Book Review: Klemantaski, Master Motorsports Photographer
The book: Klemantaski, Master Motorsports Photographer
Author: Paul Parker
Photography: Louis Klemantaski from The Klemantaski Collection
Purchase: Click here
Photographer Louis Klemantaski (1912-2001) was a near constant presence at continental motorsport events from 1936 through 1974. These years are considered by many to be racing’s golden era, and the photographer could often found in the pits, on the infield of a racetrack – taking photographs just feet away from his fast travelling subjects – or even riding shotgun in a racing car. Klemantaski, Master Motorsports Photographer is a curated collection of more than 300 black & white and color images, some not published before, out of an estimated 60,000 the photographer captured during his long career. Descriptions by author Paul Parker, a UK based auto journalist and historian give context to the times, places, and people that are the subjects of Klemantaski’s work. Of Polish ancestry, but born in the Manchurian city of Harbin, now part of China, Klemantaski’s father had hoped to build his fortune by exporting soybeans and importing Willys–Knight and Overland automobiles. Klemantaski was thus driving by himself at the age of ten in those very cars, and that same year received a “Brownie” box camera. The mold was thus cast.
Klemantaski’s father was also an English citizen, and sent his son to England for what he hoped would be a formal education. Instead, it was there where Klemantaski discovered auto racing, but a lack of funds, and a very bad leg injury sustained in racing permanently dashed those hopes. Turning back to photography, he became a frequent fixture at the racetrack, only this time as a photographer. Editors who had trouble spelling his name published his photos with the byline “Himself”. During World War II, he would enlist in England’s Department of Miscellaneous Weapons Development at the Admiralty, where his photographic talents were useful in assessing the potential of new weapons, including the development of Barnes Wallis’s bouncing bomb. After the cessation of hostilities, he turned to motorsports photography full time. Perhaps, having experienced the sport first-hand gave Klemantaski a unique perspective many photographers wouldn’t, or couldn’t appreciate – and not being able to do it himself anymore meant the next best thing was inserting himself into the action. “I knew enough about racing,” Klemantaski would explain, “to know what a car would be doing that critical fraction of a second after I pressed the button.” Klemantaski’s pictures are crisp and evocative, and one gets the sense of the photographer not merely documenting a subject from afar, but trying to really capturing the subjects, and events from within. To wit, the photographer seems to always be in the thick of things, close to the action. He captures the participants themselves, what was happening in the pits, the stands, the surrounding countryside – the human side of things. He is there in the cockpit too – personally navigating three Monte Carlo rallies, and five Mille Miglia road races, four of them with friend, and Ferrari driver Peter Collins. The volume, scope, and artistic tension of the photographs are certainly made even more impressive when one pauses to consider the medium and cameras available at the time – film, not digital, and cameras with far inferior technology than one takes for granted today.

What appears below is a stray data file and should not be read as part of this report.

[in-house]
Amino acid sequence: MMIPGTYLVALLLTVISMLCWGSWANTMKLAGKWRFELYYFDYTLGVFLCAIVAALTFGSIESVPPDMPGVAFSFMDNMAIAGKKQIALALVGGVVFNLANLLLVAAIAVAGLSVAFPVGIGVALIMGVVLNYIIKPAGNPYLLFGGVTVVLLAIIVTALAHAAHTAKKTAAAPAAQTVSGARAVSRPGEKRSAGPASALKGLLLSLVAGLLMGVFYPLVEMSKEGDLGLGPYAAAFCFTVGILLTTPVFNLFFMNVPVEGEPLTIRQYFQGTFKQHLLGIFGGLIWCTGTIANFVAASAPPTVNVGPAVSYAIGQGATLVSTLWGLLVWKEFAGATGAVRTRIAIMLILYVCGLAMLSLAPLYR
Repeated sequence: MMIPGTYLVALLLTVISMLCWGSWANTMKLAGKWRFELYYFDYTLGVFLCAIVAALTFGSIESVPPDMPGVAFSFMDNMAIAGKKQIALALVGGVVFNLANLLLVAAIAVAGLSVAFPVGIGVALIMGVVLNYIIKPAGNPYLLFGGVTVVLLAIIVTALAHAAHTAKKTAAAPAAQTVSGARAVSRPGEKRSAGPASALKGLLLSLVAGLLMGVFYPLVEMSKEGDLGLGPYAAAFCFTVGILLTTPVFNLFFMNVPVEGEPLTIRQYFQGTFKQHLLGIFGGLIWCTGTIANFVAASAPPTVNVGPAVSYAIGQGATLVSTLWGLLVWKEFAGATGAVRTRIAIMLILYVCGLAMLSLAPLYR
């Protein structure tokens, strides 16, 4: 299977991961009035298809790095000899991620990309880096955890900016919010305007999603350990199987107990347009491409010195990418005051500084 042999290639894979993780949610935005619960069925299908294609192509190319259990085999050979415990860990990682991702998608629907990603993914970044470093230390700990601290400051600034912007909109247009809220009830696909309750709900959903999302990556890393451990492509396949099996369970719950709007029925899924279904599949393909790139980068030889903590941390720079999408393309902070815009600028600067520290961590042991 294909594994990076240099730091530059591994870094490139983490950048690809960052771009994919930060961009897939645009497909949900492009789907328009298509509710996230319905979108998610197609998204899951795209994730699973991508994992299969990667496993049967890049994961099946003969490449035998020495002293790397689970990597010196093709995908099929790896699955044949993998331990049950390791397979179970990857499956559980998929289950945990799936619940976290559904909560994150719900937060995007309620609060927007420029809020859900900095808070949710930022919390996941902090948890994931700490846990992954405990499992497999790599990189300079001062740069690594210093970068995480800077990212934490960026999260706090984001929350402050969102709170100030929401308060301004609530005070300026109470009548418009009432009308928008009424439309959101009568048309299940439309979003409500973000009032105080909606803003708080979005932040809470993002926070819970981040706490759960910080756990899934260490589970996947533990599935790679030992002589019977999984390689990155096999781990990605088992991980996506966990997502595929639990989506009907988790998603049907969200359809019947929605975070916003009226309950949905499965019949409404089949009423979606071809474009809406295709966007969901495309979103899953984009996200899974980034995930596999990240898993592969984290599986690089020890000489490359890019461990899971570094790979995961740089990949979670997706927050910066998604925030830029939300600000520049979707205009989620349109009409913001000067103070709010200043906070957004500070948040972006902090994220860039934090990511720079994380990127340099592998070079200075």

Given his background, It seems just a small jump in thinking to believe that Klemantaski would do something with cars, or photography when he became an adult – and he did both, at least for a while. Through the 272-pages, it is evident that Klemantaski did more than simply spectate – he was a fixture. At Grand Prix events, Le Mans and the Mille Miglia, amongst others, from the mid 1930s onward till his retirement, his eye never left him. Klemantaski captured all the moments in racing – the seemingly ordinary moments, through the ones that are truly visceral during the era of racing giants. No racing or photography fan will want to miss this book.